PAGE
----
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Atmosphere of a “super-Earth” analyzed—possible poisons turn up

March 30, 2005
Courtesy 
and World Science staff

The first suc­cess­ful de­tec­tion of gas­es in the at­mos­phere of a “su­per-Earth” re­veals signs of hy­dro­gen and he­li­um—poss­ibly along with some gas­es known to us as poi­sons, as­tro­no­mers are re­port­ing.

Not de­tected, on the oth­er hand, was wa­ter va­por.

Anartist’s im­pres­sion of the super-Earth 55 Can­cri e in front of its par­ent star. Us­ing ob­ser­va­tions made with the NA­SA/ESA Hub­ble Space Tel­e­scope and new an­a­lyt­ic soft­ware sci­en­tists were able to an­a­lyse the com­po­si­tion of its at­mos­phere. It was the first time this was pos­si­ble for a super-Earth, they said. (Cred­it: ESA/Hub­ble, M. Ko­rn­messer)


The study is meant to help shed light on some gen­er­al char­ac­ter­is­tics of “Su­per-Earths”—plan­ets, found in oth­er so­lar sys­tems, that are thought to be bas­ic­ally sol­id like Earth, though quite a bit larg­er.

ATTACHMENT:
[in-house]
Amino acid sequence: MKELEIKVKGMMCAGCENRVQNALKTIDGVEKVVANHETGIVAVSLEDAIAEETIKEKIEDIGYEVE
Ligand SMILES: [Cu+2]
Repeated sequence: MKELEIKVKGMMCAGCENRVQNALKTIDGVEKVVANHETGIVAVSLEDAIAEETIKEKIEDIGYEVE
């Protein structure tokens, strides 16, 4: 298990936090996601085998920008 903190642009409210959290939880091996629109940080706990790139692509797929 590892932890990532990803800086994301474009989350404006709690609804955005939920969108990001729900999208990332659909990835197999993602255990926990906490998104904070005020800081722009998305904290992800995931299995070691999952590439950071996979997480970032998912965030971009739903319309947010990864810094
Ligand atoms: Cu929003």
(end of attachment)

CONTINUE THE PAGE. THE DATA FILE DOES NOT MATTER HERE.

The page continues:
De­spite the size dif­fer­ences, Su­per-Earths are among the more Earth-like plan­ets de­tected in oth­er so­lar sys­tems, be­ing much smaller than the “gas gi­ant” plan­ets like Sat­urn. Su­per-Earths are al­so be­lieved to be the most com­mon plan­e­tary type in our gal­axy, though they’re not nec­es­sarily liv­a­ble.

The plan­et in the stu­dy, called 55 Can­cri e, is far too hot to sup­port life as we know it, weighs about as much as eight Earths and was at one time dubbed a “di­a­mond plan­et” due to a sup­posedly car­bon-rich make­up, though lat­er work cast some doubt on that.

One fa­vor­a­ble fea­ture of 55 Can­cri e: its at­mos­phere was eas­i­er to study com­pared to many Super-Earths.